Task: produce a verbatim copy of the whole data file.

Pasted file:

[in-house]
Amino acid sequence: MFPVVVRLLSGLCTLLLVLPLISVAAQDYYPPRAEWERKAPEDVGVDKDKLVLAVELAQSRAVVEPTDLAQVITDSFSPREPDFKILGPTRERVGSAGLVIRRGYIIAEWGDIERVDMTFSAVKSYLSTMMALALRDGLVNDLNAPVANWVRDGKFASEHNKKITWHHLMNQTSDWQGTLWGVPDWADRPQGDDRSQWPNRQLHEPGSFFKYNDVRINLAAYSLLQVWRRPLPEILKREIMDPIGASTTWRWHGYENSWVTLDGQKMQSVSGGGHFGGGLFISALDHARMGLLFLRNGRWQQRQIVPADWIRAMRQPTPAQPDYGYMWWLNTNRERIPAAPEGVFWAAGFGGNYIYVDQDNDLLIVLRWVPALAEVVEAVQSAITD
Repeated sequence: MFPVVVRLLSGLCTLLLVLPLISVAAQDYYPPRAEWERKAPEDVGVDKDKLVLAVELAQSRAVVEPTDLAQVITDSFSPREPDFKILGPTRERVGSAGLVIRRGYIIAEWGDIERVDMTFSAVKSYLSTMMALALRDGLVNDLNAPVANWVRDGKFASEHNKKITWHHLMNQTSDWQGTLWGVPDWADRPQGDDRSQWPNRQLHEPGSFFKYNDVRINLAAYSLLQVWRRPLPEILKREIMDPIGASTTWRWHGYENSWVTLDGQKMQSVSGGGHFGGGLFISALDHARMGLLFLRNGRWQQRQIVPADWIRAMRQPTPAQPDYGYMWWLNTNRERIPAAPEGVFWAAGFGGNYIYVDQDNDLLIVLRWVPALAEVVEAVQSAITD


[in-house]
Amino acid sequence: MFPVVVRLLSGLCTLLLVLPLISVAAQDYYPPRAEWERKAPEDVGVDKDKLVLAVELAQSRAVVEPTDLAQVITDSFSPREPDFKILGPTRERVGSAGLVIRRGYIIAEWGDIERVDMTFSAVKSYLSTMMALALRDGLVNDLNAPVANWVRDGKFASEHNKKITWHHLMNQTSDWQGTLWGVPDWADRPQGDDRSQWPNRQLHEPGSFFKYNDVRINLAAYSLLQVWRRPLPEILKREIMDPIGASTTWRWHGYENSWVTLDGQKMQSVSGGGHFGGGLFISALDHARMGLLFLRNGRWQQRQIVPADWIRAMRQPTPAQPDYGYMWWLNTNRERIPAAPEGVFWAAGFGGNYIYVDQDNDLLIVLRWVPALAEVVEAVQSAITD
Repeated sequence: MFPVVVRLLSGLCTLLLVLPLISVAAQDYYPPRAEWERKAPEDVGVDKDKLVLAVELAQSRAVVEPTDLAQVITDSFSPREPDFKILGPTRERVGSAGLVIRRGYIIAEWGDIERVDMTFSAVKSYLSTMMALALRDGLVNDLNAPVANWVRDGKFASEHNKKITWHHLMNQTSDWQGTLWGVPDWADRPQGDDRSQWPNRQLHEPGSFFKYNDVRINLAAYSLLQVWRRPLPEILKREIMDPIGASTTWRWHGYENSWVTLDGQKMQSVSGGGHFGGGLFISALDHARMGLLFLRNGRWQQRQIVPADWIRAMRQPTPAQPDYGYMWWLNTNRERIPAAPEGVFWAAGFGGNYIYVDQDNDLLIVLRWVPALAEVVEAVQSAITD